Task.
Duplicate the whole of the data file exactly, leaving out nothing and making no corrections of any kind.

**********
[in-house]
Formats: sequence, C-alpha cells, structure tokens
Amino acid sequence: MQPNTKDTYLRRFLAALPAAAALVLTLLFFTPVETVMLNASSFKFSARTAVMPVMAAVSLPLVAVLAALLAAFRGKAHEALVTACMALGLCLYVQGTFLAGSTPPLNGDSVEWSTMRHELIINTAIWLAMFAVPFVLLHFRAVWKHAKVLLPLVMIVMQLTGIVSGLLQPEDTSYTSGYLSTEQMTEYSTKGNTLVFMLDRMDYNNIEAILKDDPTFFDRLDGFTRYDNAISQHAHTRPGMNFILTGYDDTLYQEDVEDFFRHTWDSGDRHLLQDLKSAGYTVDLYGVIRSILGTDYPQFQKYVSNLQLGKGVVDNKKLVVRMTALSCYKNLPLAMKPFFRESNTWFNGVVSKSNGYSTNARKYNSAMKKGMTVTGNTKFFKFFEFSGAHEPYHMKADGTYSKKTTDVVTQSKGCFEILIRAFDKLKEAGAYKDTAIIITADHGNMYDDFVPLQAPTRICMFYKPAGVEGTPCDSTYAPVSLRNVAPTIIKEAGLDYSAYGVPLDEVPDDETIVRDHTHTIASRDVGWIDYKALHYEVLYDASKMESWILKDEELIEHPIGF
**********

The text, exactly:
[in-house]
Formats: sequence, C-alpha cells, structure tokens
Amino acid sequence: MQPNTKDTYLRRFLAALPAAAALVLTLLFFTPVETVMLNASSFKFSARTAVMPVMAAVSLPLVAVLAALLAAFRGKAHEALVTACMALGLCLYVQGTFLAGSTPPLNGDSVEWSTMRHELIINTAIWLAMFAVPFVLLHFRAVWKHAKVLLPLVMIVMQLTGIVSGLLQPEDTSYTSGYLSTEQMTEYSTKGNTLVFMLDRMDYNNIEAILKDDPTFFDRLDGFTRYDNAISQHAHTRPGMNFILTGYDDTLYQEDVEDFFRHTWDSGDRHLLQDLKSAGYTVDLYGVIRSILGTDYPQFQKYVSNLQLGKGVVDNKKLVVRMTALSCYKNLPLAMKPFFRESNTWFNGVVSKSNGYSTNARKYNSAMKKGMTVTGNTKFFKFFEFSGAHEPYHMKADGTYSKKTTDVVTQSKGCFEILIRAFDKLKEAGAYKDTAIIITADHGNMYDDFVPLQAPTRICMFYKPAGVEGTPCDSTYAPVSLRNVAPTIIKEAGLDYSAYGVPLDEVPDDETIVRDHTHTIASRDVGWIDYKALHYEVLYDASKMESWILKDEELIEHPIGF